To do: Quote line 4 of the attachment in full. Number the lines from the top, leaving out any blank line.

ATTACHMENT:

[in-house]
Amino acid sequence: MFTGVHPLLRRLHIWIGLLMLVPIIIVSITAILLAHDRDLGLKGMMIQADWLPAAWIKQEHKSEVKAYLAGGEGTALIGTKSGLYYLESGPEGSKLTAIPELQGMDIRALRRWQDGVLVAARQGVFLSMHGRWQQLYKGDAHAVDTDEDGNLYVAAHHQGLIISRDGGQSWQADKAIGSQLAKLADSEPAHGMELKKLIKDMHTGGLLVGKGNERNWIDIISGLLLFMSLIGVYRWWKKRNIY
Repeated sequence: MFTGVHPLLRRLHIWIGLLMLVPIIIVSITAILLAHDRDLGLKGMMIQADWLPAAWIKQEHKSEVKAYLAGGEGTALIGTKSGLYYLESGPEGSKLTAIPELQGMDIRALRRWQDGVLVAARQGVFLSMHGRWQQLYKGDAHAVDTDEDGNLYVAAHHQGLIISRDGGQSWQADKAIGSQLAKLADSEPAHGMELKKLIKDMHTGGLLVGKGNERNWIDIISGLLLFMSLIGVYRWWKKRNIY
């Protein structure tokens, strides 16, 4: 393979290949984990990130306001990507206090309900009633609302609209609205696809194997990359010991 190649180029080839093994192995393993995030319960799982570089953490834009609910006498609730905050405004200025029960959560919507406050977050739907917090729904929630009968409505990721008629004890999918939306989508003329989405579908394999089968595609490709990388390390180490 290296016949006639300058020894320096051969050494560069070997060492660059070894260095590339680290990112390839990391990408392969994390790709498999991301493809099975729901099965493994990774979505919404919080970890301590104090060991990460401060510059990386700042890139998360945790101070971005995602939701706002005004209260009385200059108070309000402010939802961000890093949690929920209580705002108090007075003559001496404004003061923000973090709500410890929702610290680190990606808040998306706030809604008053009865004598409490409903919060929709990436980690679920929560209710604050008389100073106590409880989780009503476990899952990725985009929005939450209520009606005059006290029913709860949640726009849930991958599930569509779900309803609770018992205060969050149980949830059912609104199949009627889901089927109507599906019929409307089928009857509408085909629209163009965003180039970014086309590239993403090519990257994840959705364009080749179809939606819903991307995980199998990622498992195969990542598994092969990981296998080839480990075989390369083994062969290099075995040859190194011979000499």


């Protein structure tokens, strides 16, 4: 393979290949984990990130306001990507206090309900009633609302609209609205696809194997990359010991 190649180029080839093994192995393993995030319960799982570089953490834009609910006498609730905050405004200025029960959560919507406050977050739907917090729904929630009968409505990721008629004890999918939306989508003329989405579908394999089968595609490709990388390390180490 290296016949006639300058020894320096051969050494560069070997060492660059070894260095590339680290990112390839990391990408392969994390790709498999991301493809099975729901099965493994990774979505919404919080970890301590104090060991990460401060510059990386700042890139998360945790101070971005995602939701706002005004209260009385200059108070309000402010939802961000890093949690929920209580705002108090007075003559001496404004003061923000973090709500410890929702610290680190990606808040998306706030809604008053009865004598409490409903919060929709990436980690679920929560209710604050008389100073106590409880989780009503476990899952990725985009929005939450209520009606005059006290029913709860949640726009849930991958599930569509779900309803609770018992205060969050149980949830059912609104199949009627889901089927109507599906019929409307089928009857509408085909629209163009965003180039970014086309590239993403090519990257994840959705364009080749179809939606819903991307995980199998990622498992195969990542598994092969990981296998080839480990075989390369083994062969290099075995040859190194011979000499």